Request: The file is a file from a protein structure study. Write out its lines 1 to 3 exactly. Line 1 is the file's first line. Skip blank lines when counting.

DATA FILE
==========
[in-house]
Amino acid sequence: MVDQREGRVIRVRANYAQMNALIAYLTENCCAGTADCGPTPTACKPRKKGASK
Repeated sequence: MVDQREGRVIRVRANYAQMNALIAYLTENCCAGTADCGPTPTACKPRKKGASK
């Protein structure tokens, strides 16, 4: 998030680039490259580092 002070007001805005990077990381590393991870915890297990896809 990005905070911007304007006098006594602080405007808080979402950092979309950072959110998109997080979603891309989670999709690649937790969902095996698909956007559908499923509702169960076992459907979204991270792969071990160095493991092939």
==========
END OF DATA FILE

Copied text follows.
[in-house]
Amino acid sequence: MVDQREGRVIRVRANYAQMNALIAYLTENCCAGTADCGPTPTACKPRKKGASK
Repeated sequence: MVDQREGRVIRVRANYAQMNALIAYLTENCCAGTADCGPTPTACKPRKKGASK